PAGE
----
The later part of that extraordinary day was spent a few doors further down Dean Street, in Royalty Mews at the Giles Foreman Centre for Acting, where I attended the launch of the long, long awaited book by Christopher Fettes on the Laban-Carpenter Theory of Movement Psychology adapted and brought to completion by the great and wonderful Yat Malmgren. I was taught at Central and then at Drama Centre by both Yat and Christopher. It was a really marvellous evening. I was early, one of the first to arrive, so I found myself a suitable and comfortable place to sit from where I could watch as people entered and greeted each other. The rain outside was atrocious and the traffic in places gridlocked and so Christopher was late arriving, which gave me time and opportunity to observe, to soak up the scene and to meet and chat with various people, some, like Simon Callow and Nicola Johnston, who I already knew, some who I didn’t but who had heard of me and at least one, Catherine Blatchley, who more than fifty years ago had taught me at Central and then at Drama Centre. Christopher eventually appeared and the launch got under way. Giles introduced things, Simon Callow made a brief speech and after one or two other contributions it was Christopher’s turn. Earlier he’d been heard to say he supposed he would have to say something – nothing very profound, of course. Well, when he started, at first no one could quite make out what was going on. What was he up to? Then all of a sudden the penny dropped, we were in a class. Christopher was giving a class. Fifty years melted away and like I suppose everyone else, I was on the edge of my seat! He may be eighty-six but I can tell you, the teacher is still present! Marvellous!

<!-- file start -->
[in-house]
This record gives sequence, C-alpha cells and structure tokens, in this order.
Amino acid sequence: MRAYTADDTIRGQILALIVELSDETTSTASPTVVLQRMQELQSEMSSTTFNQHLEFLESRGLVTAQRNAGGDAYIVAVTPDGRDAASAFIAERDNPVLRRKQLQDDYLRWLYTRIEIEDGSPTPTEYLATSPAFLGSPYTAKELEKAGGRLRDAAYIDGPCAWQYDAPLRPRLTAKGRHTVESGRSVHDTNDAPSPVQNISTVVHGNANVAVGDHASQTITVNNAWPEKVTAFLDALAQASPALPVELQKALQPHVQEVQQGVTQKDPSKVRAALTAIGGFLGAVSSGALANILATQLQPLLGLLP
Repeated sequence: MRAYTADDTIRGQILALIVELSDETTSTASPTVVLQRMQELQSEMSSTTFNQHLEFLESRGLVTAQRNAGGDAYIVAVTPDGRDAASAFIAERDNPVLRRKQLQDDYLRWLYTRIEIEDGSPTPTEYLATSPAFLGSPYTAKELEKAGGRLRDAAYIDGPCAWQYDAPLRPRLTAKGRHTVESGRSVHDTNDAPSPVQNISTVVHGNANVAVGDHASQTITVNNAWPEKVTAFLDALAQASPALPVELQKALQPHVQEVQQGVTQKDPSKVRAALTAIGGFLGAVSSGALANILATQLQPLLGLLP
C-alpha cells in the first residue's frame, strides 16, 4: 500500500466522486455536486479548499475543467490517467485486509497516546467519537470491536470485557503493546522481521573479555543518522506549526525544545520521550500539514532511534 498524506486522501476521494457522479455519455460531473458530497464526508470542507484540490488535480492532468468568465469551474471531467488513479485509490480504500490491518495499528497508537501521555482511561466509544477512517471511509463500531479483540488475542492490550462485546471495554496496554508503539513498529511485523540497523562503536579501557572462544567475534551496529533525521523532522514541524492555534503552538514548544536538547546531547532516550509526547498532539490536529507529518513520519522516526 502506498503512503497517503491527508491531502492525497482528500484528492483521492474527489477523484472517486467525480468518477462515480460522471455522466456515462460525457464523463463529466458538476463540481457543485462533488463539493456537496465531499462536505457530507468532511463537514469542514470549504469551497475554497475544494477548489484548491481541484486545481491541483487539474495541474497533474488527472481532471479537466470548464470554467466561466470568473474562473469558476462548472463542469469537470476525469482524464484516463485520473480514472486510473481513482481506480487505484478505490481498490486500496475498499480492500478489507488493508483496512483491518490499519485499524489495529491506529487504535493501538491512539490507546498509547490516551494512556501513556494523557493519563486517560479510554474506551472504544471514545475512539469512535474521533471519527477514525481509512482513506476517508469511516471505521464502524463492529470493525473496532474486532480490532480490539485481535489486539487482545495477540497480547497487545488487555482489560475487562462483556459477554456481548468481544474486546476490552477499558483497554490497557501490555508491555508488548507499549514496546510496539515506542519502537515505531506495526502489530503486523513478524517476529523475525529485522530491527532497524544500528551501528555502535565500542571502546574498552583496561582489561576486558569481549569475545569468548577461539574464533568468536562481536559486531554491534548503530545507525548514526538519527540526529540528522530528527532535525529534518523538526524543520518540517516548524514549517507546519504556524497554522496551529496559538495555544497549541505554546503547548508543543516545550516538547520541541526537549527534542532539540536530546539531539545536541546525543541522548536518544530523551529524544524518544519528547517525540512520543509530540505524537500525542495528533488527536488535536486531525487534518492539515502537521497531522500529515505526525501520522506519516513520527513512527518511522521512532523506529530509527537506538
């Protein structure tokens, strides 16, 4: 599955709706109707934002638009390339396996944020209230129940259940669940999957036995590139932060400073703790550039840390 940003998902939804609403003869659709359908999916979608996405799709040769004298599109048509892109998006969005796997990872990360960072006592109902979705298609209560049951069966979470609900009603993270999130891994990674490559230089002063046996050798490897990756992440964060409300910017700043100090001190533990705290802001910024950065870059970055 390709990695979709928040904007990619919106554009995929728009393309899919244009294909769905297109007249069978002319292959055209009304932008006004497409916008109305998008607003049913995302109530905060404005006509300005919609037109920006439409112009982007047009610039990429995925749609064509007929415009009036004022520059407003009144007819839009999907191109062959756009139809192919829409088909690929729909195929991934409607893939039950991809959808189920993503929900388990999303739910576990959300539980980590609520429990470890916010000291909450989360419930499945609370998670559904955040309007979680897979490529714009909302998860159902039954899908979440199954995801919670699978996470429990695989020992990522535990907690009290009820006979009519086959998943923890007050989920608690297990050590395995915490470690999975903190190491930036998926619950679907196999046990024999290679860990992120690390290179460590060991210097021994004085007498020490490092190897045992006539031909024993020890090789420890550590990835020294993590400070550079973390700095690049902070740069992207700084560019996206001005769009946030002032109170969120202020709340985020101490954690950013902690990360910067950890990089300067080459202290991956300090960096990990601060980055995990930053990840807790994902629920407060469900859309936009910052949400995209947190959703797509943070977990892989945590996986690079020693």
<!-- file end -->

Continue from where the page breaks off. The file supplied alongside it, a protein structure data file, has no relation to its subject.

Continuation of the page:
The next big event of the year for me was the Spring Hill Buddha Grove Celebration. Since it was built by prisoners in 1992, every year bar one, we have held an extraordinary celebration at Springhill Open Prison. As well as ceremonies at the Buddha Grove, a crowd of Thai people have invaded the kitchen to cook and offer a Thai meal for all the prisoners and staff. And with their customary amazing generosity they did it all again this year. In a letter to me afterwards the Governor described it as one of the highlights of the year at Springhill. I am so grateful to the Thai cooks and to the monks from several temples who joined me for the evening for the chanting and to lead the candlelit circumambulation.
In the month following the end of the Vassa, we can have the Kathina ceremony, that is, where five or more monks have spent the Vassa together. Needless to say, with only the two of us a Kathina at the Forest Hermitage was not possible. Instead we had a huge gathering – at least for us – at which robes and various supplies were offered. It was a tremendous occasion and of course, not only a celebration of the completion of the Vassa but of thirty years of being here as well. Yes, it’s thirty years since I came to live at The Forest Hermitage and, as they say, they’ve been interesting times! And I must say that not only for this event but for all the years we have been here we are so grateful for the generous support we have been honoured to receive.
At Amaravati in Hertfordshire it was a different scene. There there were many monks for the Vassa and their Kathina was, as it is every year, a Royal Kathina when the Kathina robe is offered by HM the King of Thailand. Once again I was invited and as a Chao Khun I was asked to recite the blessing for His Majesty. I was also asked to give a talk and so I took the opportunity to say a little about the importance of the Sangha, especially its role in the preservation of the Buddha Dhamma these many, many years. And following the murderous outrage in Paris a few days before and remembering the 60th anniversary of the bombing of Coventry just the day before, I also spoke in praise of reconciliation.
And so, once again we arrived at Christmas, a time to celebrate and be reminded of Peace and Goodwill; and the New Year, a time for a fresh start and renewed determination. To help that along we had our annual New Year’s Eve sitting and a healthy crowd joined us to see out the old and see in the New Year. A Very Happy New Year to one and all!